Although most commonly referred to as the Carmelites, this mendicant order’s full title is the Order of Our Lady of Mt. Carmel. Founded by Saint Berthold in 1154, they are known to be one of the more contemplative mendicant orders. According to tradition, Saint Berthold first established the community in Palestine, on Mt. Carmel, in the year 1154. Former crusaders, hermits, and pilgrims were said to have made up the group.
In 1209, the Latin patriarch of Jerusalem laid down the first rule for the community. All members were to adhere to a strict regimen of self-mortification, abstinence, and poverty. By the thirteenth century, many of the Carmelites were forced to leave the area because of the downfall of the Crusader States in the Holy Land. In 1247, a majority of them regrouped in England under the influential leadership of Saint Simon Stock. (However, in 1291, all of the Carmelites who had remained in Palestine eventually became martyrs.)
With the election, at the first chapter at Aylesford, Kent, of Saint Simon as prior general of the order, the Carmelites experienced a new wave of vitality and growth. Simon played a very instrumental role in the increase in popularity of the order throughout Europe. He modified the rule to fit life in the West, designed the brown scapular (after a vision of the Blessed Virgin), and encouraged his community members to enter the university. Under his leadership, the Carmelites became a mendicant order which enabled them to spread more quickly throughout all of Christendom. In 1452, the Carmelite nuns, who lived a cloistered life, joined the friars by following the same rule.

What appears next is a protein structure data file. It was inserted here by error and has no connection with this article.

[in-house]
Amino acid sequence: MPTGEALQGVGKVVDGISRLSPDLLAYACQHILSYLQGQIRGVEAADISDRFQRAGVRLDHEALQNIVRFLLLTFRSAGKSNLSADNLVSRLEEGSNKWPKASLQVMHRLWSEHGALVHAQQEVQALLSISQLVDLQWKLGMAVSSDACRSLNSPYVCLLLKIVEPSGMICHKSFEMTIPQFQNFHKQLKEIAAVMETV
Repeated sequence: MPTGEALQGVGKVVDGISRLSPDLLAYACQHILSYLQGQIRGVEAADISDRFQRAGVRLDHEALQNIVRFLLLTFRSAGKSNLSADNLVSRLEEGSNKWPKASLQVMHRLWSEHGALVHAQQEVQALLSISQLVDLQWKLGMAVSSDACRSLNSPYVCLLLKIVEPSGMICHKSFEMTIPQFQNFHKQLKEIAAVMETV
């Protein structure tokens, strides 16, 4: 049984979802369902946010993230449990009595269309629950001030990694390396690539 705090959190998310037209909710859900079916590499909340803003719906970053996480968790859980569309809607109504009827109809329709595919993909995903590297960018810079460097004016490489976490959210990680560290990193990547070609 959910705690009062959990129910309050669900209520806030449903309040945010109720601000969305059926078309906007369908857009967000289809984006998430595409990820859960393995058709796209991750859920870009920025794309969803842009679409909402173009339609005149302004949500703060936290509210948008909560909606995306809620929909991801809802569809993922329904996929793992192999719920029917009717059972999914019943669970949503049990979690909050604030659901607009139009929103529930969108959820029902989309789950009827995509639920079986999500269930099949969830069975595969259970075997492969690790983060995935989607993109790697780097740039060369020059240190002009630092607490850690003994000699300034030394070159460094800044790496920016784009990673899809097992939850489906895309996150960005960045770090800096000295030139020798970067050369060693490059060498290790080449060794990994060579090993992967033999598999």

By the 1500s, the Carmelite nuns and friars were both in need of a general reform since many of the communities had become too relaxed in their rules and lifestyles. Hence, two prominent figures, Saint Teresa of Avila (1515-1582) and Saint John of the Cross (1542-1591), initiated reform efforts. Teresa set out to restore the Primitive Rule to the Carmelite cloisters, while still promoting the contemplative life. John of the Cross attempted to accomplish similar reforms within the communities of friars.
However they were met with strong opposition by those members who preferred to keep the less severe Mitigated Rule. In 1593, their resistance led to the division of the Carmelites into two congregations, the Discalced
Carmelites (those who would adhere to the Primitive Rule) and the Calced Carmelites (those who would follow the Mitigated Rule).
As part of their charism, the Carmelites focus most of their effort and activities on prayer, theology, and missionary work. They possess a special love for the Virgin Mary, are dedicated to praying for priests, and wear a brown habit. Recently, they have come back into the spotlight because one of their members, Saint Therese of Lisieux, was named a Doctor of the Church. Today, throughout the world, many laypeople belong to the third order of the Carmelites.